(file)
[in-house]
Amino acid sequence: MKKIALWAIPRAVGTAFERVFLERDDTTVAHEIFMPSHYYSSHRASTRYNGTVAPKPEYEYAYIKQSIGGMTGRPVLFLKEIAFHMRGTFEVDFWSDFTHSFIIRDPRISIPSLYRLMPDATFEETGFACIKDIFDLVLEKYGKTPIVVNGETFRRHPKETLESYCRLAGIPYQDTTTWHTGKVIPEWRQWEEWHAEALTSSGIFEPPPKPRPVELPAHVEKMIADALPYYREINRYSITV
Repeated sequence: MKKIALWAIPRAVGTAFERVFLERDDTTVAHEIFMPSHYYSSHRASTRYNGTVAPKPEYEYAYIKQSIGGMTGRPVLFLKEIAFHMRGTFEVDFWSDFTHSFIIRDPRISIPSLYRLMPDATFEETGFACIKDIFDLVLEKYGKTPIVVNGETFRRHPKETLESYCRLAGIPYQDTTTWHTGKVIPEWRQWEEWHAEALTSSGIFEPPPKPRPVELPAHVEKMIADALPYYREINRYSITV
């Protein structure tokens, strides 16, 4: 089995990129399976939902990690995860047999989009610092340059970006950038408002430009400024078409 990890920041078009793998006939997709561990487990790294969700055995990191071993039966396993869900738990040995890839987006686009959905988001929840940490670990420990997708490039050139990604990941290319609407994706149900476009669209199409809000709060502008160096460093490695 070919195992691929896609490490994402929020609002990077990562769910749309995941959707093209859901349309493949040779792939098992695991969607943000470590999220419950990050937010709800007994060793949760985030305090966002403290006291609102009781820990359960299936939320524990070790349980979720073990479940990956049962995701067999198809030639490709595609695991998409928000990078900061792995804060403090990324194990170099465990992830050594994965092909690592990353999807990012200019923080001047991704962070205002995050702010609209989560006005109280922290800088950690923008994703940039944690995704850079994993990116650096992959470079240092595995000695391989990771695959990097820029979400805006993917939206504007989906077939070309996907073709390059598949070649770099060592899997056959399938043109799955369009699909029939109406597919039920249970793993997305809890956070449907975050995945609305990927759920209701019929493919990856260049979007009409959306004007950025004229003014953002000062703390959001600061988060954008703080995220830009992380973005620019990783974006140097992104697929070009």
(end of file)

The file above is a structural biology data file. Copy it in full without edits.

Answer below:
[in-house]
Amino acid sequence: MKKIALWAIPRAVGTAFERVFLERDDTTVAHEIFMPSHYYSSHRASTRYNGTVAPKPEYEYAYIKQSIGGMTGRPVLFLKEIAFHMRGTFEVDFWSDFTHSFIIRDPRISIPSLYRLMPDATFEETGFACIKDIFDLVLEKYGKTPIVVNGETFRRHPKETLESYCRLAGIPYQDTTTWHTGKVIPEWRQWEEWHAEALTSSGIFEPPPKPRPVELPAHVEKMIADALPYYREINRYSITV
Repeated sequence: MKKIALWAIPRAVGTAFERVFLERDDTTVAHEIFMPSHYYSSHRASTRYNGTVAPKPEYEYAYIKQSIGGMTGRPVLFLKEIAFHMRGTFEVDFWSDFTHSFIIRDPRISIPSLYRLMPDATFEETGFACIKDIFDLVLEKYGKTPIVVNGETFRRHPKETLESYCRLAGIPYQDTTTWHTGKVIPEWRQWEEWHAEALTSSGIFEPPPKPRPVELPAHVEKMIADALPYYREINRYSITV
């Protein structure tokens, strides 16, 4: 089995990129399976939902990690995860047999989009610092340059970006950038408002430009400024078409 990890920041078009793998006939997709561990487990790294969700055995990191071993039966396993869900738990040995890839987006686009959905988001929840940490670990420990997708490039050139990604990941290319609407994706149900476009669209199409809000709060502008160096460093490695 070919195992691929896609490490994402929020609002990077990562769910749309995941959707093209859901349309493949040779792939098992695991969607943000470590999220419950990050937010709800007994060793949760985030305090966002403290006291609102009781820990359960299936939320524990070790349980979720073990479940990956049962995701067999198809030639490709595609695991998409928000990078900061792995804060403090990324194990170099465990992830050594994965092909690592990353999807990012200019923080001047991704962070205002995050702010609209989560006005109280922290800088950690923008994703940039944690995704850079994993990116650096992959470079240092595995000695391989990771695959990097820029979400805006993917939206504007989906077939070309996907073709390059598949070649770099060592899997056959399938043109799955369009699909029939109406597919039920249970793993997305809890956070449907975050995945609305990927759920209701019929493919990856260049979007009409959306004007950025004229003014953002000062703390959001600061988060954008703080995220830009992380973005620019990783974006140097992104697929070009």